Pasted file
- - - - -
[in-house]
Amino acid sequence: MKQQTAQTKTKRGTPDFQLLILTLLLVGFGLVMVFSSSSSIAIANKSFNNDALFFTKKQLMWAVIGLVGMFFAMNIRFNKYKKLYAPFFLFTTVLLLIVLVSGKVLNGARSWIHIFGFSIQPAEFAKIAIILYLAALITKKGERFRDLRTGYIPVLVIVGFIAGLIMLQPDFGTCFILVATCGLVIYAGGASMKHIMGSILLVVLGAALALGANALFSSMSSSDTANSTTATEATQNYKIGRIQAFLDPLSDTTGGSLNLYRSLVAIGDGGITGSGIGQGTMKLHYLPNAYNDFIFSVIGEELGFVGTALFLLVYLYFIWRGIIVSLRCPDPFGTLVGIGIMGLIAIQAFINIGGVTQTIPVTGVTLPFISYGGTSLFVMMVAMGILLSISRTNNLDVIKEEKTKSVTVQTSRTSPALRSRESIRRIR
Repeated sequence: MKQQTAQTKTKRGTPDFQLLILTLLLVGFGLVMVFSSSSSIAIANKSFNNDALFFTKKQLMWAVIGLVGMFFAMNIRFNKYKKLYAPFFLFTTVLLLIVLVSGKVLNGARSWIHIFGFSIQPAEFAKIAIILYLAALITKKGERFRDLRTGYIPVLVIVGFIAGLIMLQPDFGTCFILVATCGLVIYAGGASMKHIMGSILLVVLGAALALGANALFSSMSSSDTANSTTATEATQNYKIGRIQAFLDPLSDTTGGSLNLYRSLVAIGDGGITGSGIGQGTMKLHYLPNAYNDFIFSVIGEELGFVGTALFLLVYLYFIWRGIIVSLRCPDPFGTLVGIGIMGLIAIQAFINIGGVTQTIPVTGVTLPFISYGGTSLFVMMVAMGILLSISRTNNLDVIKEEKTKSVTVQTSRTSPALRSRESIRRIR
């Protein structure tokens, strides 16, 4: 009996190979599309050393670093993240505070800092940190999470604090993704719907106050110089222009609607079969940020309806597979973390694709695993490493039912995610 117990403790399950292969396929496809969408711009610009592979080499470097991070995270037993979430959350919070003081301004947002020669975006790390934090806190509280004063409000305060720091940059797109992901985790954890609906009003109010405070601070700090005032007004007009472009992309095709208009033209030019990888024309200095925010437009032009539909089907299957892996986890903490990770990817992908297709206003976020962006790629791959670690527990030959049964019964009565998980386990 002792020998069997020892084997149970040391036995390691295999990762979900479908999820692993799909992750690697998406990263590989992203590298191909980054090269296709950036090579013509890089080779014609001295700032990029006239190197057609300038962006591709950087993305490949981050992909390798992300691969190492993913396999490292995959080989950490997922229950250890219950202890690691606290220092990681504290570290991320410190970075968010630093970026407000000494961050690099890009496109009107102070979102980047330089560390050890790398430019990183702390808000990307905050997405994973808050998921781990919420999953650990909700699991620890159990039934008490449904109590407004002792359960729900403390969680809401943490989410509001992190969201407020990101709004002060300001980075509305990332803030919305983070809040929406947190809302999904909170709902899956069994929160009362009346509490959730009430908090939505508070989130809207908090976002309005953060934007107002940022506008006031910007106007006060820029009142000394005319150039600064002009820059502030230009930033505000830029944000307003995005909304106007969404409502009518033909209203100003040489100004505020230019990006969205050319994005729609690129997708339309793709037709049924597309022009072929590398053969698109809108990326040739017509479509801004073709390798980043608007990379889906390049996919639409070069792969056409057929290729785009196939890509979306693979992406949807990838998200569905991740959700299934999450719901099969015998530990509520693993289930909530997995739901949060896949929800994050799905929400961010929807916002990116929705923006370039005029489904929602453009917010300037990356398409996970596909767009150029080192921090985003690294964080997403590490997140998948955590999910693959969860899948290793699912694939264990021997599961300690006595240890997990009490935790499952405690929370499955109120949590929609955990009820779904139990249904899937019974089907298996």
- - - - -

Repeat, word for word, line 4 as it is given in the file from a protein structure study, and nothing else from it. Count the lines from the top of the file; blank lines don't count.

């Protein structure tokens, strides 16, 4: 009996190979599309050393670093993240505070800092940190999470604090993704719907106050110089222009609607079969940020309806597979973390694709695993490493039912995610 117990403790399950292969396929496809969408711009610009592979080499470097991070995270037993979430959350919070003081301004947002020669975006790390934090806190509280004063409000305060720091940059797109992901985790954890609906009003109010405070601070700090005032007004007009472009992309095709208009033209030019990888024309200095925010437009032009539909089907299957892996986890903490990770990817992908297709206003976020962006790629791959670690527990030959049964019964009565998980386990 002792020998069997020892084997149970040391036995390691295999990762979900479908999820692993799909992750690697998406990263590989992203590298191909980054090269296709950036090579013509890089080779014609001295700032990029006239190197057609300038962006591709950087993305490949981050992909390798992300691969190492993913396999490292995959080989950490997922229950250890219950202890690691606290220092990681504290570290991320410190970075968010630093970026407000000494961050690099890009496109009107102070979102980047330089560390050890790398430019990183702390808000990307905050997405994973808050998921781990919420999953650990909700699991620890159990039934008490449904109590407004002792359960729900403390969680809401943490989410509001992190969201407020990101709004002060300001980075509305990332803030919305983070809040929406947190809302999904909170709902899956069994929160009362009346509490959730009430908090939505508070989130809207908090976002309005953060934007107002940022506008006031910007106007006060820029009142000394005319150039600064002009820059502030230009930033505000830029944000307003995005909304106007969404409502009518033909209203100003040489100004505020230019990006969205050319994005729609690129997708339309793709037709049924597309022009072929590398053969698109809108990326040739017509479509801004073709390798980043608007990379889906390049996919639409070069792969056409057929290729785009196939890509979306693979992406949807990838998200569905991740959700299934999450719901099969015998530990509520693993289930909530997995739901949060896949929800994050799905929400961010929807916002990116929705923006370039005029489904929602453009917010300037990356398409996970596909767009150029080192921090985003690294964080997403590490997140998948955590999910693959969860899948290793699912694939264990021997599961300690006595240890997990009490935790499952405690929370499955109120949590929609955990009820779904139990249904899937019974089907298996």